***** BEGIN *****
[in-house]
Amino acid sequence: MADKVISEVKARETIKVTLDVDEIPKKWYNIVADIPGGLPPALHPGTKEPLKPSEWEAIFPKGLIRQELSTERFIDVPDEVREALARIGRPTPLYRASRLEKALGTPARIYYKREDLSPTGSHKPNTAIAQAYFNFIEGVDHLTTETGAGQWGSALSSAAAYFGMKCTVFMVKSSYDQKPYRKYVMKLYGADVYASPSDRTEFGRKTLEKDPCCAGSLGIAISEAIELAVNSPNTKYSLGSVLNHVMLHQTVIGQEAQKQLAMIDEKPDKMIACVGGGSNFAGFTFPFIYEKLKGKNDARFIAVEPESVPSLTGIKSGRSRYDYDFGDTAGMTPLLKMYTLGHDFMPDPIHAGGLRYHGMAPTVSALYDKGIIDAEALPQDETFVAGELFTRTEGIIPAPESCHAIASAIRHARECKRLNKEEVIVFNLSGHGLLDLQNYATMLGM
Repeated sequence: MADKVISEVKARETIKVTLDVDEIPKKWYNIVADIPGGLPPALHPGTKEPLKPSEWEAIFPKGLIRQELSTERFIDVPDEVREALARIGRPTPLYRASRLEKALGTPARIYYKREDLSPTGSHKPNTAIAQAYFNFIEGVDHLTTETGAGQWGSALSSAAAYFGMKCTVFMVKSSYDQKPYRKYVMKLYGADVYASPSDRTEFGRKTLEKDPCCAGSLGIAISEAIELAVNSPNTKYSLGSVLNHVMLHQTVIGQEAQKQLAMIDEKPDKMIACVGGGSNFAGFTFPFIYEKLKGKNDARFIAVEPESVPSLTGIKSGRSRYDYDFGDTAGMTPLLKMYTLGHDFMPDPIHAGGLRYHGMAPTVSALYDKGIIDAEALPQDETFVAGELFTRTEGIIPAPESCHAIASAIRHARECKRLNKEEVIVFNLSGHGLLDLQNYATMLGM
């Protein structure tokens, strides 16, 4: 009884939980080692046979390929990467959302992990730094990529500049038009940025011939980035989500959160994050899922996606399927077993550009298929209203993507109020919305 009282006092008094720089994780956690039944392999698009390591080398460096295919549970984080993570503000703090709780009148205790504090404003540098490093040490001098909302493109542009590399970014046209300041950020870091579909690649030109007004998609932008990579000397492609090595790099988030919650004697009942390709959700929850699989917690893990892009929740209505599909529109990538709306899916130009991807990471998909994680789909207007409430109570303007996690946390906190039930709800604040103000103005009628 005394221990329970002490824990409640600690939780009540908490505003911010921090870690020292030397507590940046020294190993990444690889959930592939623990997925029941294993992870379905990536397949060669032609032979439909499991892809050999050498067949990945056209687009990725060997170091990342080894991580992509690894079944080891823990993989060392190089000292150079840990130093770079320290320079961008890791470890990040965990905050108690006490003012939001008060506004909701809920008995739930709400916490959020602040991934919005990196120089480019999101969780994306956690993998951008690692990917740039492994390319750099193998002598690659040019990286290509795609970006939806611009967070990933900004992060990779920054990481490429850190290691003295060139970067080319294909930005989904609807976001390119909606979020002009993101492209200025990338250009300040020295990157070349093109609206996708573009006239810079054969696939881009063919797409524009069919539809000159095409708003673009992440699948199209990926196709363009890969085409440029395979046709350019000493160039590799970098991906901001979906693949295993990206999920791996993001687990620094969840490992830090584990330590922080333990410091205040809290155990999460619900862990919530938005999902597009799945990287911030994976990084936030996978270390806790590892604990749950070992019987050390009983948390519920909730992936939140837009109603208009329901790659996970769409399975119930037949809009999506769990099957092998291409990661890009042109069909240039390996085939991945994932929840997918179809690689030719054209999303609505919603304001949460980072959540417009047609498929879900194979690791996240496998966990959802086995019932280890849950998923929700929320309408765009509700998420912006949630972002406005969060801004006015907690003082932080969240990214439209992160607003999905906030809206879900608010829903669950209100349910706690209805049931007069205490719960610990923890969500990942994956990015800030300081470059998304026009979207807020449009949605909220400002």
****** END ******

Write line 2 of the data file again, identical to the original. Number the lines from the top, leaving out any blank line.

Amino acid sequence: MADKVISEVKARETIKVTLDVDEIPKKWYNIVADIPGGLPPALHPGTKEPLKPSEWEAIFPKGLIRQELSTERFIDVPDEVREALARIGRPTPLYRASRLEKALGTPARIYYKREDLSPTGSHKPNTAIAQAYFNFIEGVDHLTTETGAGQWGSALSSAAAYFGMKCTVFMVKSSYDQKPYRKYVMKLYGADVYASPSDRTEFGRKTLEKDPCCAGSLGIAISEAIELAVNSPNTKYSLGSVLNHVMLHQTVIGQEAQKQLAMIDEKPDKMIACVGGGSNFAGFTFPFIYEKLKGKNDARFIAVEPESVPSLTGIKSGRSRYDYDFGDTAGMTPLLKMYTLGHDFMPDPIHAGGLRYHGMAPTVSALYDKGIIDAEALPQDETFVAGELFTRTEGIIPAPESCHAIASAIRHARECKRLNKEEVIVFNLSGHGLLDLQNYATMLGM